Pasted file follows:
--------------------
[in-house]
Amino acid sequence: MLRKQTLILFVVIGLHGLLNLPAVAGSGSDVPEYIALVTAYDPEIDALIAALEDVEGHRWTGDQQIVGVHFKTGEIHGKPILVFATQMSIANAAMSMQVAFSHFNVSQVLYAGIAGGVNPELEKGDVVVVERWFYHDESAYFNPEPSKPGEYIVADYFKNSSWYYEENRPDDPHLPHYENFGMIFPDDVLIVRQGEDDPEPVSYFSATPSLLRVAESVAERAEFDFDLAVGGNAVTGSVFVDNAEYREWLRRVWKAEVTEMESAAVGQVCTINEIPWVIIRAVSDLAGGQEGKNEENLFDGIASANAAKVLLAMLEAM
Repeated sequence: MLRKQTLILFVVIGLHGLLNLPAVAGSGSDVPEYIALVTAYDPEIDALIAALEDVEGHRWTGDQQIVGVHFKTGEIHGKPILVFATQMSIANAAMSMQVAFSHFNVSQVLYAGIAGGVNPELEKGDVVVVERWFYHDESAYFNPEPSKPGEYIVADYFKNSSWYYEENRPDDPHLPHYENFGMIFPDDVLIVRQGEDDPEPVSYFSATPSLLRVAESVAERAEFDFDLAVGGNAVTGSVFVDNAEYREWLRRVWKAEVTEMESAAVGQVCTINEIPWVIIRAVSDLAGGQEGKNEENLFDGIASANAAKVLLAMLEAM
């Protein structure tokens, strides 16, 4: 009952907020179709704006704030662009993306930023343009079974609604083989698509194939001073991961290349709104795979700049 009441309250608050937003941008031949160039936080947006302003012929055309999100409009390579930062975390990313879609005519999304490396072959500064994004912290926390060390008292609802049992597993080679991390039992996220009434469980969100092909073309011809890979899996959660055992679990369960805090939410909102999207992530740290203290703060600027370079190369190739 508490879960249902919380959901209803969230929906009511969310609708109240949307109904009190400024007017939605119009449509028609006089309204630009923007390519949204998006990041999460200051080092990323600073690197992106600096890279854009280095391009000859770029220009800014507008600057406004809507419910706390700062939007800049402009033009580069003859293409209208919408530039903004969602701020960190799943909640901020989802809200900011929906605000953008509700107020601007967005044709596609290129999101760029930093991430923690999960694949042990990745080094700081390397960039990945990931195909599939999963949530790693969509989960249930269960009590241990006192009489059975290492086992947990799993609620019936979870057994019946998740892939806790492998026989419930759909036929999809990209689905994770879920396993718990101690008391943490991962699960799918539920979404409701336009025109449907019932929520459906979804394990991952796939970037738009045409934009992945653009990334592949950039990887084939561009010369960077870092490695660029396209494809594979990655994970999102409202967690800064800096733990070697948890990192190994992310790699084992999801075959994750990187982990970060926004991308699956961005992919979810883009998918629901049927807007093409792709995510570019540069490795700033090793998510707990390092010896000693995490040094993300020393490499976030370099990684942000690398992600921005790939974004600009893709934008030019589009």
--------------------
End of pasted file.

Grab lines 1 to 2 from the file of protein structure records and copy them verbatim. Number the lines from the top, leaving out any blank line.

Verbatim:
[in-house]
Amino acid sequence: MLRKQTLILFVVIGLHGLLNLPAVAGSGSDVPEYIALVTAYDPEIDALIAALEDVEGHRWTGDQQIVGVHFKTGEIHGKPILVFATQMSIANAAMSMQVAFSHFNVSQVLYAGIAGGVNPELEKGDVVVVERWFYHDESAYFNPEPSKPGEYIVADYFKNSSWYYEENRPDDPHLPHYENFGMIFPDDVLIVRQGEDDPEPVSYFSATPSLLRVAESVAERAEFDFDLAVGGNAVTGSVFVDNAEYREWLRRVWKAEVTEMESAAVGQVCTINEIPWVIIRAVSDLAGGQEGKNEENLFDGIASANAAKVLLAMLEAM